Persistent or increasing pain from an area with an orthopaedic implant and joint stiffness in specific relation to PJI are the most common clinical symptoms reported in SGAB IAI. However, such symptoms are also frequently present in cases of aseptic failure (Renz et al., 2018a; Rienmuller and Borens, 2016; Jacobs et al., 2016; Wang et al., 2013; Hsu et al., 2018). The classical clinical features of IAI include fever, local signs of inflammation such as redness or warmth, pain and swelling, and a sinus tract. Fever and local signs of inflammation are not just non-specific but also observed less frequently in SGAB IAI than pain and joint stiffness (Rieber et al., 2016; Rieber et al., 2019; Corona et al., 2014; Maroto Piñeiro et al., 2021; Randall et al., 2020; Z. Huang et al., 2019). The frequency of a sinus tract in SGAB IAI has been reported anywhere from less than 1 % up to 20 % (Renz et al., 2018a; Rienmuller and Borens, 2016; Dodson et al., 2010; Jacobs et al., 2016).
Several groups have analysed the clinical significance of unexpected positive cultures (UPCs) of C. acnes in revision shoulder surgery and found that they had no clinical relevance in at least 25 % of UPC cases (Foruria et al., 2013; Falstie-Jensen et al., 2021).
Medical imaging is applied as routine first-line investigation in patients with orthopaedic implants. But plain radiographs are neither sensitive nor specific for the diagnosis of IAI, irrespective of the causative organism as it is difficult to differentiate between infection and aseptic loosening based on a single X-ray (Gemmel et al., 2012).
Only a few studies have distinctly described X-ray findings in SGAB IAI, with signs of loosening being the most frequent finding seen in 23 %–73 % of C. acnes IAI as well as in IAI due to less frequent SGAB (Renz et al., 2018a; Rienmuller and Borens, 2016; Wang et al., 2013; Hou et al., 2015; Pottinger et al., 2012; Rieber et al., 2016, 2019; Corona et al., 2014). However, it is difficult, if not impossible, to differentiate between aseptic and septic loosening (Lima et al., 2013) in these cases. Signs of osteitis, with osteolysis and/or periosteal bone formation, or abscess formation are some of the reported X-rays and ultrasonographic findings, respectively, of C. avidum-associated IAI (Zeller et al., 2018; Wildeman et al., 2016). Nuclear medicine imaging has not been found useful in the diagnosis of SGAB in chronic shoulder PJI (Falstie-Jensen et al., 2019b, c).
In general, SGAB do not elicit a strong inflammatory response. Consequently, conventional inflammatory markers may not be elevated (Sampedro et al., 2009), and as such the value of existing serum and synovial biomarkers in SGAB IAI is questionable.
Several studies indicate that the WBC count is in the normal range in SGAB IAI (Renz et al., 2018a; Zappe et al., 2008; Sampedro et al., 2009; Nodzo et al., 2016) and that this also occurs in IAI due to more virulent organisms (Nodzo et al., 2016; Akgun et al., 2019). While ESR and CRP perform better compared to WBC count in the diagnosis of C. acnes IAI (Dodson et al., 2010), ESR/CRP cannot clearly differentiate between aseptic failure and SGAB IAI (Sampedro et al., 2009; Plaass et al., 2016). They are not always elevated in C. acnes IAI (Renz et al., 2018a; Figa et al., 2017), and when elevated, their levels are still lower compared to IAI caused by highly virulent microorganisms (Akgun et al., 2018; Grosso et al., 2014a; Nodzo et al., 2016). Normal ESR and CRP have also been reported in IAI caused by infrequent SGAB (Z. Huang et al., 2019; Corona et al., 2014). It should be noted that comparison between different studies is difficult, as different cut-off values were used for CRP (>5 mg L−1; Plaass et al., 2016; Zeller et al., 2018; >7 mg L−1; Dodson et al., 2010, or >10 mg L−1) (Renz et al., 2018a; Nodzo et al., 2016; Grosso et al., 2014a; Akgun et al., 2018; Figa et al., 2017), while the latest EBJIS definition of PJI mentions that a CRP > 10 mg L−1 is suggestive of “likely infection” (McNally et al., 2021).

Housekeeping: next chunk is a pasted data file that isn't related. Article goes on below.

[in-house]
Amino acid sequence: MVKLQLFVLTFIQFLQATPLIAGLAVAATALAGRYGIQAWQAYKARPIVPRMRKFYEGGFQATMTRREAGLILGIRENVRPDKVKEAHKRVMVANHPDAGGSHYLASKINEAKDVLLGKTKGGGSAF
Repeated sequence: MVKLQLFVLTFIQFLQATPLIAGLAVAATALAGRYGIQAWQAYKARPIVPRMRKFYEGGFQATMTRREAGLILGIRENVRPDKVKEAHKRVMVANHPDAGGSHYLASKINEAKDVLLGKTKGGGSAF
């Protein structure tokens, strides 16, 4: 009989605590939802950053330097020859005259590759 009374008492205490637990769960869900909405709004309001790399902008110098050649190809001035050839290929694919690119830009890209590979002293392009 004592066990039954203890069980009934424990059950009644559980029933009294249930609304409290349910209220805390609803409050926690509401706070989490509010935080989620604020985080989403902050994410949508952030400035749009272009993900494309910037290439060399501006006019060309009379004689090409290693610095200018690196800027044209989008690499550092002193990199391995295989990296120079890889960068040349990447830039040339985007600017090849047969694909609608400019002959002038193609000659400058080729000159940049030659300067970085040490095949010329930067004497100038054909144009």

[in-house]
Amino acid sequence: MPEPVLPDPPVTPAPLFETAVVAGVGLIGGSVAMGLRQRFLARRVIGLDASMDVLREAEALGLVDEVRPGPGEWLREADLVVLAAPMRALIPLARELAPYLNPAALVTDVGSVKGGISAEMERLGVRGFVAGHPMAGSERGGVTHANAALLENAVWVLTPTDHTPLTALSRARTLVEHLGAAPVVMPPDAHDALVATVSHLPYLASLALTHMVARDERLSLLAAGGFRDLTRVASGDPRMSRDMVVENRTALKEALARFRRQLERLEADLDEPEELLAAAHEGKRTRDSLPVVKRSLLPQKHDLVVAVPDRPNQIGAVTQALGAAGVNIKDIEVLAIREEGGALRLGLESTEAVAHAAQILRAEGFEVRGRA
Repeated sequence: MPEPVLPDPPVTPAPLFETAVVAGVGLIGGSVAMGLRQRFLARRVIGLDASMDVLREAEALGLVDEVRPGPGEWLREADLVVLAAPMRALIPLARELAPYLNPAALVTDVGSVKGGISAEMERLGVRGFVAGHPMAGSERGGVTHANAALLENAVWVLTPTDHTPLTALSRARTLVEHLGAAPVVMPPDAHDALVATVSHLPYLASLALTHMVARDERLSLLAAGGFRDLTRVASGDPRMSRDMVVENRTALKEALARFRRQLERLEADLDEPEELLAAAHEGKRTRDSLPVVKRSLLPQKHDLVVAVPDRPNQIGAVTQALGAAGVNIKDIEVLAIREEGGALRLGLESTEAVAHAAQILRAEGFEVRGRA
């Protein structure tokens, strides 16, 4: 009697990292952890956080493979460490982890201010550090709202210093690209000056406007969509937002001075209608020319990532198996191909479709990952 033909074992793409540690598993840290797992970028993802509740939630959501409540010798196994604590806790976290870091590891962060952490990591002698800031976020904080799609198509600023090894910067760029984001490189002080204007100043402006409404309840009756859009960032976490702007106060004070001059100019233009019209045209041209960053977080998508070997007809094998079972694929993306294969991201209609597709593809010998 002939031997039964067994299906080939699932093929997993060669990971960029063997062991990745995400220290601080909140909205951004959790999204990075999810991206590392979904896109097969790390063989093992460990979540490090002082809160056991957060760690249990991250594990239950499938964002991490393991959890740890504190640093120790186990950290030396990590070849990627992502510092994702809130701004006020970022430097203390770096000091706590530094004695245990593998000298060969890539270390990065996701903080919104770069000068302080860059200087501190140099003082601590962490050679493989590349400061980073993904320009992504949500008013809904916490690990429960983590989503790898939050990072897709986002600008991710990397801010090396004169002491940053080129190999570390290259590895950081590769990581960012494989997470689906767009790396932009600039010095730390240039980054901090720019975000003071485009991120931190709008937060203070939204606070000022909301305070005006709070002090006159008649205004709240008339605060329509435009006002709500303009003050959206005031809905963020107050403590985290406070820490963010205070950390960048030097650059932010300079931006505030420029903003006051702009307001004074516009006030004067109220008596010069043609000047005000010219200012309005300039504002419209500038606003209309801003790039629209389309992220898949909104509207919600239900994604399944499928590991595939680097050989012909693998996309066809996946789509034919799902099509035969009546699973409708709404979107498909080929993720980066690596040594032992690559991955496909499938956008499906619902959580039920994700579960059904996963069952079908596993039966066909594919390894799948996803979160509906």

Synovial fluid and serum levels of interleukin-6 (IL-6) have been identified with a high sensitivity and specificity in the diagnosis of PJI of hip and knee in general, but little is known about their usefulness in SGAB IAI (Deirmengian et al., 2010; Alijanipour et al., 2013). Serum IL-6 has potentially a poor sensitivity and specificity and cannot currently be recommended as a preoperative diagnostic test in SGAB IAI (Frangiamore et al., 2015; Grosso et al., 2014b).
Synovial alpha defensins (α-defensin), an antimicrobial peptide, can be measured by enzyme-linked immunosorbent assay (ELISA) or by α-defensin lateral flow (ADLF) tests and has been included in the recent EBJIS definition of PJI (Weigelt et al., 2020; McNally et al., 2021). In the diagnosis of C. acnes shoulder PJI, studies have shown that synovial α-defensins by ELISA (Unter Ecker et al., 2019; Frangiamore et al., 2015) may have a role to play in C. acnes IAI, but Weigelt et al. (2020) found that the ADLF test failed to identify the only culture-positive C. acnes shoulder PJI in their study (Weigelt et al., 2020). Overall, it is difficult to assess the ADLF test's potential in SGAB IAI of hip and knee, as few or no SGAB were included in any of the studies that showed high sensitivity and specificity of the ADLF in hip and knee PJI (Deirmengian et al., 2014; Bonanzinga et al., 2017; Gehrke et al., 2018). Focus of future studies should be on evaluating the ELISA test in SGAB IAI.